Minneburg was built some time in the 1200s, though its origin unknown. According to legend, the castle name was derived from a woman, Minna von Horneck by name, who was the love of Graf von Schwarzenberg who left on the Crusades. When he returned he found her on her deathbed and promised to build a castle in her honor.
The Bergfried, or main tower, as well as the palas were completed around 1300, situated on a prominent rock outcrop above the Neckar River. The shieldwall was built between 1518-1521 and was composed of two separate walls, of which the outer along the dry moat has mostly vanished. The first official mention of the castle appears to have been in 1339, with the early owner being Eberhardt Rudt von Collenberg, a scion of a Frankish noble family that owned and traded properties from the Rhein to the Neckar. As early as 1349, the castle was pawned to Ruprecht I Elector Palatinate, then later to Hofwart von Sickingen, and then later to the von Steinach family, only to once more settle into the possession of the Elector Palatinate in 1499.
By the early 1500s, the castle passed to Vogt Wilhelm von Harben, who extended the outer works of the castle and added some amenities such as running water. The family line died out around 1600, and the castle became a winery. Despite such a 'peaceful' purpose, the castle was still defended for the Protestant cause against the Catholic League troops of Count Tilly. Tilly besieged the castle in 1622, which soon surrendered after some significant damage when the walls were breached. Afterwards, the ruin was used as a quarry for the locals who pilfered the stones for their own building projects. Efforts to prevent futher deterioration of the ruin began in the late 1800s, but these were suspended for many years until the 1970s.References:
The Cloth Hall in Kraków dates to the Renaissance and is one of the city's most recognizable icons. It is the central feature of the main market square in the Kraków Old Town (listed as a UNESCO World Heritage Site since 1978).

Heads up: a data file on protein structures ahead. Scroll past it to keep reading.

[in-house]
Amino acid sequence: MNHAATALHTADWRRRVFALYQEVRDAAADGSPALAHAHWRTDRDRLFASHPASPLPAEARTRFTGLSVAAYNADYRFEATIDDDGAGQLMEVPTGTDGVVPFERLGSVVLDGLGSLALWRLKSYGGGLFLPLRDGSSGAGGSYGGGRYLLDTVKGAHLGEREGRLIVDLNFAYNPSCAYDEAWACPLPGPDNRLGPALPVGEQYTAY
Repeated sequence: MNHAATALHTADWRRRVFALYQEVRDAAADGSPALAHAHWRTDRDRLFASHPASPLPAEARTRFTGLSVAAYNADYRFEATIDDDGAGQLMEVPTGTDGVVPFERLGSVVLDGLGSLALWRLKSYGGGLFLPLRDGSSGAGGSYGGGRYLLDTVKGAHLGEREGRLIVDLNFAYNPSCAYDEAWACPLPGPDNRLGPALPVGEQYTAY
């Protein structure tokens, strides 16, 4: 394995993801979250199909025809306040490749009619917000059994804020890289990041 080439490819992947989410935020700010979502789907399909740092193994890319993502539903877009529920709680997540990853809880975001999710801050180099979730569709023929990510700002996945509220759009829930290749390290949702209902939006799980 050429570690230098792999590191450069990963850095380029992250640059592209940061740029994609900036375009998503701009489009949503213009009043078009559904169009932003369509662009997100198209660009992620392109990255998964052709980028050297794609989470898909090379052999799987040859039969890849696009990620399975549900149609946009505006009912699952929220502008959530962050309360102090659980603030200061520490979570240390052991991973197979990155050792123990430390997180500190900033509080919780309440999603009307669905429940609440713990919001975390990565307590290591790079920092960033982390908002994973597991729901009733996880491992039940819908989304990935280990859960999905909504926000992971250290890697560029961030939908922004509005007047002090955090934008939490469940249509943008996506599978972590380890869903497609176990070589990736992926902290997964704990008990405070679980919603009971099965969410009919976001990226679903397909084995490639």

The hall was once a major centre of international trade. Traveling merchants met there to discuss business and to barter. During its golden age in the 15th century, the hall was the source of a variety of exotic imports from the east – spices, silk, leather and wax – while Kraków itself exported textiles, lead, and salt from the Wieliczka Salt Mine.
Kraków was Poland's capital city and was among the largest cities in Europe already from before the time of the Renaissance. However, its decline started with the move of the capital to Warsaw in the very end of the 16th century. The city's decline was hastened by wars and politics leading to the Partitions of Poland at the end of the 18th century. By the time of the architectural restoration proposed for the cloth hall in 1870 under Austrian rule, much of the historic city center was decrepit. A change in political and economic fortunes for the Kingdom of Galicia and Lodomeria ushered in a revival due to newly established Legislative Assembly or Sejm of the Land. The successful renovation of the Cloth Hall, based on design by Tomasz Pryliński and supervised by Mayor Mikołaj Zyblikiewicz, Sejm Marshal, was one of the most notable achievements of this period.
The hall has hosted many distinguished guests over the centuries and is still used to entertain monarchs and dignitaries, such as Charles, Prince of Wales and Emperor Akihito of Japan, who was welcomed here in 2002. In the past, balls were held here, most notably after Prince Józef Poniatowski had briefly liberated the city from the Austrians in 1809. Aside from its history and cultural value, the hall still is still used as a center of commerce.
On the upper floor of the hall is the Sukiennice Museum division of the National Museum, Kraków. It holds the largest permanent exhibit of the 19th-century Polish painting and sculpture, in four grand exhibition halls arranged by historical period and the theme extending into an entire artistic epoch. The museum was upgraded in 2010 with new technical equipment, storerooms, service spaces as well as improved thematic layout for the display.
The Gallery of 19th-Century Polish Art was a major cultural venue from the moment it opened on October 7, 1879. It features late Baroque, Rococo, and Classicist 18th-century portraits and battle scenes by Polish and foreign pre-Romantics.